Pre-processing of the expression profile data
From the collected expression profile data, we combined miRNA and mRNA datasets by common patient IDs, and extracted breast cancer-associated miRNAs and mRNAs from each dataset based on the list of interaction pairs we curated. We processed these data to construct discrete BNs. We removed miRNAs and mRNAs of which expression level is zero across all patients, and converted the relative expression values to the binary logarithm (log base 2) values using R code. Also, we discretized the continuous value of expression levels in each miRNA or mRNA to equal-width bins using the unsupervised discretization method available in the Information-Theoretic Measures (Infotheo) R package . The processed expression dataset was merged with clinical data by using R code to indicate clinical features for each patient. The Infotheo discretization and binary logarithm conversion were performed using R (version 3.2.3) . TCGA data required these complex pre-processing steps but GEO data did not. The complete pre-processing workflow for TCGA data is shown in Fig 3.
Standard information of breast cancer-associated miRNA-mRNA interactions
We made a list of the breast cancer-associated miRNA-mRNA interactions based on the databases and review papers of miRNA-mRNA interactions in breast cancer. We annotated the expression level status (up- or down-regulated) and functions of miRNAs and mRNAs in breast cancer (S1A Table), and cited a reference paper for every interaction pair. The miRNAs up-regulated in breast cancer act as oncogenic miRNAs, and the down-regulated mRNAs as tumor suppressive miRNAs. The total number of miRNA-mRNA interaction pairs is 204 after removing the interaction pairs overlapping between databases and review papers. And, the numbers of unique miRNAs and mRNAs are 95 and 118, respectively. We used this list of miRNA-mRNA interactions as the standard information to extract breast cancer-associated miRNAs and mRNAs from expression profile datasets that we collected.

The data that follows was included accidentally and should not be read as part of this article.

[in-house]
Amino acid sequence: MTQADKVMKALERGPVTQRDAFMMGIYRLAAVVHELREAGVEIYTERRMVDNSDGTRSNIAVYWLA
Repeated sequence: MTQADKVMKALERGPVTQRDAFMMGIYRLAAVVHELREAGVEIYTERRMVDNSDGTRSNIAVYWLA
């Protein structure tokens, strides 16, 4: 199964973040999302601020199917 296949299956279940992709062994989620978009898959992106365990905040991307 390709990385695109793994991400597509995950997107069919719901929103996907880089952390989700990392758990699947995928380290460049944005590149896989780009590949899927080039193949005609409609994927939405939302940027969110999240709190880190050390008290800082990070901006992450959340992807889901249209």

Collection of expression profile data and pre-processing the data
We collected miRNA and mRNA expression profile data and patient’s clinical data in breast cancer from three datasets; one from TCGA, and 2 from NCBI GEO. Table 1 lists the dataset IDs, RNA-seq or microarray platform information, and the number of available patients after combining miRNA and mRNA expression data and merging with a cancer clinical features. We accomplished this pre-processing work for a total of 1,207 (1,131 tumor and 76 normal) breast cancer patients from the three datasets. The TCGA dataset has the largest number of patients; 747 tumor samples and 76 normal samples (a total of 823 patients). Out of 747 tumor samples, we counted 297 luminal A, 72 luminal B, 81 triple negative/basal-like, and 25 ERBB/HER2+ subtype patients, but 272 patients do not have molecular subtype data. The two datasets obtained from GEO are GSE58215 and GSE19783; out of 283 tumor samples in GSE58215 dataset, we counted 121 luminal A, 69 luminal B, 36 triple negative/basal-like, and 32 ERBB2/HER2+ subtype patients; in GSE19783 dataset out of 101 tumor samples, we counted 41 luminal A, 12 luminal B, 15 triple negative/basal-like, and 17 ERBB2/HER2+ subtype patients.
(Patient that have both miRNA and mRNA expression data.).